Personal Blogs are the Public Life Bits

A few months ago I wrote about “Memories for Life“, a proposal for a Grand Challenge in computer science. The aim of that Grand Challenge was to find ways to store, index and secure our digital memories, i.e. the digital trail that we’re constantly building in the form of digital photos, email correspondence, browsing history, etc. Microsoft calls this MyLifeBits, but I find David Gelernter’s term, Information Beam, even more descriptive.

One of the issues addressed in the proposal are the access privileges to our memories. Who should be allowed to access our memories and how do we control the access. Some memories we want to share. Let’s use photo albums as an example. Some of our photos we want to (or at least are ok with) sharing with everybody, others we might want to allow the family to access and others might be even more private.

I just realized that there is already a tool that allows us to manage our public memories: Personal blogs. With additions to the basic blog functionality, notably mobile blogging, it is actually quite good as such a tool.

Interestingly enough, personal blogs not only include bits and pieces of the blogger’s digital memories such as photos, interesting links from the blogger’s browsing history and occasionally a snip from email or instant messaging conversations with others. They also include accounts of various activities and the blogger’s ideas and thoughts about various things, something that is otherwise usually not recorded in a digital form.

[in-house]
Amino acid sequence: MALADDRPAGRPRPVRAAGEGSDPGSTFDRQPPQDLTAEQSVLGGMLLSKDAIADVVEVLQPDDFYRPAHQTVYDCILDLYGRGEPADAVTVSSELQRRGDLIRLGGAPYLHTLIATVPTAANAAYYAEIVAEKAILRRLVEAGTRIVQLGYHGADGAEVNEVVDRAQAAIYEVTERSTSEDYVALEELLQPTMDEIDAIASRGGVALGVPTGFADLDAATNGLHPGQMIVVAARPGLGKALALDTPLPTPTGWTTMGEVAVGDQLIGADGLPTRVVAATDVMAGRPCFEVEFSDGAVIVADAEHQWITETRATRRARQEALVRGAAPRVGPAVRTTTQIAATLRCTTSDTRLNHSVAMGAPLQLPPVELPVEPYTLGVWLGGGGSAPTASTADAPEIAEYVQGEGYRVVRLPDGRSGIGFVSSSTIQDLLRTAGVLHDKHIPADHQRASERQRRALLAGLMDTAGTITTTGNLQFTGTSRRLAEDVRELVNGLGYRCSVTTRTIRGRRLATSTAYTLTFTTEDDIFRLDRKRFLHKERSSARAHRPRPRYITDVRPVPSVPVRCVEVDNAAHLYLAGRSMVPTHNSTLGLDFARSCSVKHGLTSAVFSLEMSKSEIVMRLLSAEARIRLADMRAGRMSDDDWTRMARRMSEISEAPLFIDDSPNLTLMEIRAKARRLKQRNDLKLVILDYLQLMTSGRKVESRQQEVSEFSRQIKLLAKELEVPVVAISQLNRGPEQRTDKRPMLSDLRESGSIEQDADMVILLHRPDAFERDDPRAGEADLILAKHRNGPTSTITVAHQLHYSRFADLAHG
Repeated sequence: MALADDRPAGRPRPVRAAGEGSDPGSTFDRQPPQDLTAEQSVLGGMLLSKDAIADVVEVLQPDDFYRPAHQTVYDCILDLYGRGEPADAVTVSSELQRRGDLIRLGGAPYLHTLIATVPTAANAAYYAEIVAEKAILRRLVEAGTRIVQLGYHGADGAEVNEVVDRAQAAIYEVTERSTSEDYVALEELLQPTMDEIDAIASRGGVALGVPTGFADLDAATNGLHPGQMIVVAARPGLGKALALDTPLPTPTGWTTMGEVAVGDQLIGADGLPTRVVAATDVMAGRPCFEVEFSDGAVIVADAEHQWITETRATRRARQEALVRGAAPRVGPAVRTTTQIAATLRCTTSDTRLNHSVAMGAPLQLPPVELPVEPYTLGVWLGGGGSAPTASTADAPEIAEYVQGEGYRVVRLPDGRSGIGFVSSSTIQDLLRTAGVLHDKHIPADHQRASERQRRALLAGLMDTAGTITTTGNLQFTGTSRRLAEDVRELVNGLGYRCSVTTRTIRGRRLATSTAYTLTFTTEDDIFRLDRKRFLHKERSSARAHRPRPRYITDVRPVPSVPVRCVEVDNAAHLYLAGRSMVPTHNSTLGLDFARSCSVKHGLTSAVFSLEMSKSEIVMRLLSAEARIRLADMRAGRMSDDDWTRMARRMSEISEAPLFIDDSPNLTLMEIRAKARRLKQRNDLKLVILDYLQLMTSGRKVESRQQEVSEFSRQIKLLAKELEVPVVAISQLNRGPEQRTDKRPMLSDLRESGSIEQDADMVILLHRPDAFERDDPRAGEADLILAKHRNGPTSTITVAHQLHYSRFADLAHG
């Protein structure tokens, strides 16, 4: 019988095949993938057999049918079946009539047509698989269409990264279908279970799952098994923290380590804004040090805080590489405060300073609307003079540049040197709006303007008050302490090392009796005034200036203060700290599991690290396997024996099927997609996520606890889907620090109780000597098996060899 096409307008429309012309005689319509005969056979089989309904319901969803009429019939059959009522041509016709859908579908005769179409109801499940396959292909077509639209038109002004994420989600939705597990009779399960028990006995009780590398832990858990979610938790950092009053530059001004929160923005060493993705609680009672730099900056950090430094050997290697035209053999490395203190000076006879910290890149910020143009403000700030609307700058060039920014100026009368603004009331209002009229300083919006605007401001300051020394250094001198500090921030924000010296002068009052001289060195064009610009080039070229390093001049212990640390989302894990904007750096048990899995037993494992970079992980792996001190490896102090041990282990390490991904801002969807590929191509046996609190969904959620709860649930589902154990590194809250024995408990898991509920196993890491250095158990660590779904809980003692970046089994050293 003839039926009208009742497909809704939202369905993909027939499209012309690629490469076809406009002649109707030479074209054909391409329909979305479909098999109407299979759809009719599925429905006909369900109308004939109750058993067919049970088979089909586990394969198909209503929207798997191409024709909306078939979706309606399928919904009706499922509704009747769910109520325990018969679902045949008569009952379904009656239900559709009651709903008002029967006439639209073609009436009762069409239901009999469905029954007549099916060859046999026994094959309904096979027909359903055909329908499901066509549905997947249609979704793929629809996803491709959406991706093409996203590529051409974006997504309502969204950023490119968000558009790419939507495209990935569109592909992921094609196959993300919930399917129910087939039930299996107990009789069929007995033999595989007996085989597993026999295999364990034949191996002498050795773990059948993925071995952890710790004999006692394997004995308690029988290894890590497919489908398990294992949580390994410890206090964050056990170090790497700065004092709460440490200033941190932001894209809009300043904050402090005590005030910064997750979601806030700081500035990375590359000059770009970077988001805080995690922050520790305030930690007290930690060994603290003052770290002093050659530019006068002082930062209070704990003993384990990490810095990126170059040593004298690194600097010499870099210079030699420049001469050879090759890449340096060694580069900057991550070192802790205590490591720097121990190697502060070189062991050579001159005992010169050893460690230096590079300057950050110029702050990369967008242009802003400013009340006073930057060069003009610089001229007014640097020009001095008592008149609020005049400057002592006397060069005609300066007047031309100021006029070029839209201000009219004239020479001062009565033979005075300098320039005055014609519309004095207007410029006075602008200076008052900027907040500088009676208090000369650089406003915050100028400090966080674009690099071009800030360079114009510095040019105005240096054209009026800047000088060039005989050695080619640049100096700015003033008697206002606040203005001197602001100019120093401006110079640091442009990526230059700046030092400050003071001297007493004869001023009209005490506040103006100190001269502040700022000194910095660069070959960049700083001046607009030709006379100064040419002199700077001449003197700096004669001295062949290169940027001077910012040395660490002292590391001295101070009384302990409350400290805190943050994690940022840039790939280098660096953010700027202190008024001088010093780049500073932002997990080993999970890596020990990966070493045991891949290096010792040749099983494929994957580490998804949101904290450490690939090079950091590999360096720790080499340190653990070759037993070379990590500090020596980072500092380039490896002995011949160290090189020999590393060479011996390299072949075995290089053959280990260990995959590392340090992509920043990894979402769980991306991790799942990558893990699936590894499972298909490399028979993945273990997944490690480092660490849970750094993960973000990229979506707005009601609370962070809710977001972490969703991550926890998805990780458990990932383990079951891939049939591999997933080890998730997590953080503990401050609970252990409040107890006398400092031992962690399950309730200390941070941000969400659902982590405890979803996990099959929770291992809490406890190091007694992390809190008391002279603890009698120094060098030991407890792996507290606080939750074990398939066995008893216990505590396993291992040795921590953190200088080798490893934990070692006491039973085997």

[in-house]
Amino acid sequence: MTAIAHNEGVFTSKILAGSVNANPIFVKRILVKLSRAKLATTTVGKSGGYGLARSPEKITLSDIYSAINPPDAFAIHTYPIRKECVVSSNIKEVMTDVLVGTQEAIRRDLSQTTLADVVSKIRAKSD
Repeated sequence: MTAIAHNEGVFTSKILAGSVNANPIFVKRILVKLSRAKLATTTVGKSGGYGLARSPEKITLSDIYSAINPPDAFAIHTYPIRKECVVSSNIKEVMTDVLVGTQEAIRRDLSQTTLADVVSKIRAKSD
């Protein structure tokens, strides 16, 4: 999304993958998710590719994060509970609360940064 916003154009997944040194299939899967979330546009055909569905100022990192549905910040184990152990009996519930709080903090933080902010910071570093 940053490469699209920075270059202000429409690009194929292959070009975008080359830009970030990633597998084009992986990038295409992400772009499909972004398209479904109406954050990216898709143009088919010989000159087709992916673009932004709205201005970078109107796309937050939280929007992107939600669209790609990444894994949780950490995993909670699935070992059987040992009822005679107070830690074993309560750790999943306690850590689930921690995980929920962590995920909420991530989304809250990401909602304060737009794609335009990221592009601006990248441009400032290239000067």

So recording the memories is not a passive thing, but an act, a decision: this is a memory I want to record and share (although most people are maybe a little less philosophical in their decision making). Mobile blogging allows people to do this in real time from anywhere. I guess that when mobile text input improves, text entries from mobile users will become more common, but with the cumbersome text input today, photo blogging is by far the most popular mobile blogging activity: Snap a picture, post it to the blog, done.

The blog then gives family and friends an opportunity to get a glimpse of the blogger’s life unlike any they would ever get otherwise. What you put on your blog, is probably just about the level of memories that you want to allow public access to. It will always be an active decision to make a part of your information beam public, and blogging makes that decision relatively simple.

Some people have taken this even further and closer to the information beam thinking. I know bloggers that have put their blogs or parts of their blogs behind a login that they only give to a certain group of people as they don’t want everybody to be able to access their memories. Personally I even tried at one point to use a blog for my notes, but found it too limiting to be useful for that. I guess that one day blogging systems might become powerful enough to be the index we actively make for our information beam, but I’m not sure if that is where the blog system makers see themselves going.

So while some people find personal blogs stupid and “hate them”, I think they are a part of the evolution towards systems where we better document our lives publicly and privately.